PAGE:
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Decades-old decree against protesters could be abolished.

The Ministry of National Defense is taking steps to abolish a decades-old decree empowering the President to mobilize the military to crack down on protests in certain areas.

The ministry is facing allegations that it had planned to suppress candlelit protestors by force last year.

The suspicions surfaced Tuesday when Rep. Rhee Cheol-hee of the Democratic Party of Korea (DPK) unveiled military documents, which stated that the ministry planned to quell millions of protesters who took to the street demanding the ouster of scandal-tainted then-President Park Geun-hye. The military denied this.

"After conducting in-depth investigations into military units a including the Capital Defense Command, Joint Chiefs of Staff and special forces a we found no evidence that the ministry planned an armed crackdown on street protestors," an official from the ministry's inspection unit said in a media briefing, Thursday.

"The claim (that the ministry planned to mobilize armed forces to suppress protestors) is not true," he said. "As we did not have plans to mobilize troops and found no links between the documents and the candlelit protest, we wrapped up our investigation by securing statements from working-level military officials."

But the ministry said it will consider whether to acquire statements from then-Defense Minister Han Min-goo after a thorough review. Rhee has particularly called for the former minister to make public a detailed explanation over the allegation, and unveil why the documents were written and who ordered him to write them.

This came a day after the ministry countered the claim by saying that the documents were not written about quelling the candlelit protest, but for the outbreak of rare situations such as the protesters marching into military facilities.

The ministry said a group of fourteen internal investigators and two computer forensic officials made a thorough inspection into the allegations for 12 days from March 8. It said "no statements or documents have been found to clearly support the claim over its plan for the armed crackdown on protestors.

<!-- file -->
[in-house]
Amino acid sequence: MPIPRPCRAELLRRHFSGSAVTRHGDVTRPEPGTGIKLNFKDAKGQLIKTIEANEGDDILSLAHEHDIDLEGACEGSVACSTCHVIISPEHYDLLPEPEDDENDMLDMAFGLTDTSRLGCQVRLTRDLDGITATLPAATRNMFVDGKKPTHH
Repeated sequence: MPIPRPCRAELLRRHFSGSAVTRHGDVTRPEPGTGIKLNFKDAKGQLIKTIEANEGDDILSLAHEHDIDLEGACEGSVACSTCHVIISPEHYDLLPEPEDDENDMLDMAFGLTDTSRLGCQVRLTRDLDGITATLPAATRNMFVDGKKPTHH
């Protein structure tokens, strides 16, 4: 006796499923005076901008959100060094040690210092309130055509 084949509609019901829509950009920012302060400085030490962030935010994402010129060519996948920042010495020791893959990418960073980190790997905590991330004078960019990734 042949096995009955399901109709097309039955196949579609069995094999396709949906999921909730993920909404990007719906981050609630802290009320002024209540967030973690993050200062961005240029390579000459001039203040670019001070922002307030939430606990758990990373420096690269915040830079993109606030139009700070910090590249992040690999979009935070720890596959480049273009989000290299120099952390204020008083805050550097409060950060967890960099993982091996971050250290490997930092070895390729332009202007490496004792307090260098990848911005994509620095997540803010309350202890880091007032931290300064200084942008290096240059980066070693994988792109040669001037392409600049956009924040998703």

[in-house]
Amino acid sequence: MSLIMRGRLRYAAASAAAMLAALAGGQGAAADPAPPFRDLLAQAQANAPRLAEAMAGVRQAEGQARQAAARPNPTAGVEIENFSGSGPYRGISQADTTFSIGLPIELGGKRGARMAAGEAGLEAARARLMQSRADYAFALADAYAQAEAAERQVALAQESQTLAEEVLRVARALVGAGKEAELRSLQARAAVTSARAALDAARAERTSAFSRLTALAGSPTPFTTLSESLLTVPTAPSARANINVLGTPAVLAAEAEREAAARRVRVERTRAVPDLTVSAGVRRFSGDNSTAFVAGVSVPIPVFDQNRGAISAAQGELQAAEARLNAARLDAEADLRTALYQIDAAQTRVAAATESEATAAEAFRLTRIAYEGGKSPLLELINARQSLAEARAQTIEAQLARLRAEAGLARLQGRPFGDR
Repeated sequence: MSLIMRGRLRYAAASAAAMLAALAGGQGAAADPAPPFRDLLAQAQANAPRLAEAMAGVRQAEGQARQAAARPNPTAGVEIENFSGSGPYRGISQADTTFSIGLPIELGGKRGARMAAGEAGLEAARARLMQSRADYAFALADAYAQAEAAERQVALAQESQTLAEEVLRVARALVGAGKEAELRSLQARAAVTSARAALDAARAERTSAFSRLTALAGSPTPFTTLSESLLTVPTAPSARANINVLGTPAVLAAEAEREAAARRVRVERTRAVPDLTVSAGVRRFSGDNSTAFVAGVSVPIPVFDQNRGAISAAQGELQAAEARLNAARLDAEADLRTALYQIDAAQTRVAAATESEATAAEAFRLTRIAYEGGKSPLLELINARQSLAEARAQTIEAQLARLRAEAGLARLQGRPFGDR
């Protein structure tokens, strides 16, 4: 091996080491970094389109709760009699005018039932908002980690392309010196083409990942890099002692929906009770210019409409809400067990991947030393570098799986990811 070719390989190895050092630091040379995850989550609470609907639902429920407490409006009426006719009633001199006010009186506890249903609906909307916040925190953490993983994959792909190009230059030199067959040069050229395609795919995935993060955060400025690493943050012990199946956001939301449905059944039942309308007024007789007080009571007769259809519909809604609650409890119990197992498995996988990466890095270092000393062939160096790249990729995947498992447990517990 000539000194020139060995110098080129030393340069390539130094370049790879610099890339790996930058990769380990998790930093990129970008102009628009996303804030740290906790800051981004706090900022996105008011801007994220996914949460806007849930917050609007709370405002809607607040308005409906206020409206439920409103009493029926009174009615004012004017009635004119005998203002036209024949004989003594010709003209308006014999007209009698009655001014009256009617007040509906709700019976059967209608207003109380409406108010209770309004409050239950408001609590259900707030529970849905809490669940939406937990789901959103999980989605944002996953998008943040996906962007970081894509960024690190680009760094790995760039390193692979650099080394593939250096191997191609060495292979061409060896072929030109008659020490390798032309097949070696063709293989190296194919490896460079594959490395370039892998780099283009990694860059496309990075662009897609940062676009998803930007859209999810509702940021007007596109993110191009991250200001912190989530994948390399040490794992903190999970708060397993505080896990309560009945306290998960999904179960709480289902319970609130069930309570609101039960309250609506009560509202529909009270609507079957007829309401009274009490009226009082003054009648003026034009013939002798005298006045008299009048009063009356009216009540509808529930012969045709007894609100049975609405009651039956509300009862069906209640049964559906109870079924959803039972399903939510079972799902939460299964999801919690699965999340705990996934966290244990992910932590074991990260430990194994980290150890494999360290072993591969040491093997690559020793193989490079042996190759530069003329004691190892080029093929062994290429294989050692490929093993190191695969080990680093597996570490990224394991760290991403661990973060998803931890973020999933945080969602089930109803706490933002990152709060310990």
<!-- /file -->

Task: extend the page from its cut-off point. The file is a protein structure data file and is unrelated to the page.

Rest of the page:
The controversy raised calls that the government should abolish the presidential decree for the garrison which was enacted in 1965. At that time, the country was under the dictatorial reign of former President Park Chung-hee who seized control of the military by staging a military coup.

As the issue is rapidly making headlines across the country, the defense ministry pledged to repeal the controversial decree.

The defense ministry said the decision came as it considers the decree "unlawful and outdated."

Kim Hyun, spokeswoman of the DPK, said the party welcomes the decision as the decree can go into effect without approval from the National Assembly.

"The garrison decree does not require approval from the Assembly to mobilize troops, while martial law needs the lawmakers' consent," she said. "This has so far posed a serious threat to democracy in Korea."

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Publication:The Korea Times News (Seoul, Korea)
Date:Mar 22, 2018
Words:533
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